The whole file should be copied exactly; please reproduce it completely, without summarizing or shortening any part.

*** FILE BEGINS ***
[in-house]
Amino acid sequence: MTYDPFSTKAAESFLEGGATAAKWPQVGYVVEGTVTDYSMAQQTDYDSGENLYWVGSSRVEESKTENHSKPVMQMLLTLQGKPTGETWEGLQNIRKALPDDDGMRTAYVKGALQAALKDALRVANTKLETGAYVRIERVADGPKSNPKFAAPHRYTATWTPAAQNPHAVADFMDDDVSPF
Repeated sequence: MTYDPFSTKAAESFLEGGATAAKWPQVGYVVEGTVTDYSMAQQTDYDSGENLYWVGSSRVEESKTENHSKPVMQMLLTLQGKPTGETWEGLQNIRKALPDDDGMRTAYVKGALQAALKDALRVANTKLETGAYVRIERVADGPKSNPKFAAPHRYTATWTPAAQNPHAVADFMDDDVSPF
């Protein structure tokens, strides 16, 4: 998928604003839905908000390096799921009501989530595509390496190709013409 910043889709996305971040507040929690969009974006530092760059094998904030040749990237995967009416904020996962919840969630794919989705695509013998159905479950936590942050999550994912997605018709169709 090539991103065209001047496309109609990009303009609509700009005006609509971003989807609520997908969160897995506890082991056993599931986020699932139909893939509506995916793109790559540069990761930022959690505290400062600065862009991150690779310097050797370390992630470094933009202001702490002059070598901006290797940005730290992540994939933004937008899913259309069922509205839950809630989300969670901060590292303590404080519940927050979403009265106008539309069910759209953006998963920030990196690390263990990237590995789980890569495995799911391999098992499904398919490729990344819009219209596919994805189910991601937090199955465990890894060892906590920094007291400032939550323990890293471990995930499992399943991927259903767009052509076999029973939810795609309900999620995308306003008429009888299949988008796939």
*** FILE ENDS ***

[in-house]
Amino acid sequence: MTYDPFSTKAAESFLEGGATAAKWPQVGYVVEGTVTDYSMAQQTDYDSGENLYWVGSSRVEESKTENHSKPVMQMLLTLQGKPTGETWEGLQNIRKALPDDDGMRTAYVKGALQAALKDALRVANTKLETGAYVRIERVADGPKSNPKFAAPHRYTATWTPAAQNPHAVADFMDDDVSPF
Repeated sequence: MTYDPFSTKAAESFLEGGATAAKWPQVGYVVEGTVTDYSMAQQTDYDSGENLYWVGSSRVEESKTENHSKPVMQMLLTLQGKPTGETWEGLQNIRKALPDDDGMRTAYVKGALQAALKDALRVANTKLETGAYVRIERVADGPKSNPKFAAPHRYTATWTPAAQNPHAVADFMDDDVSPF
């Protein structure tokens, strides 16, 4: 998928604003839905908000390096799921009501989530595509390496190709013409 910043889709996305971040507040929690969009974006530092760059094998904030040749990237995967009416904020996962919840969630794919989705695509013998159905479950936590942050999550994912997605018709169709 090539991103065209001047496309109609990009303009609509700009005006609509971003989807609520997908969160897995506890082991056993599931986020699932139909893939509506995916793109790559540069990761930022959690505290400062600065862009991150690779310097050797370390992630470094933009202001702490002059070598901006290797940005730290992540994939933004937008899913259309069922509205839950809630989300969670901060590292303590404080519940927050979403009265106008539309069910759209953006998963920030990196690390263990990237590995789980890569495995799911391999098992499904398919490729990344819009219209596919994805189910991601937090199955465990890894060892906590920094007291400032939550323990890293471990995930499992399943991927259903767009052509076999029973939810795609309900999620995308306003008429009888299949988008796939």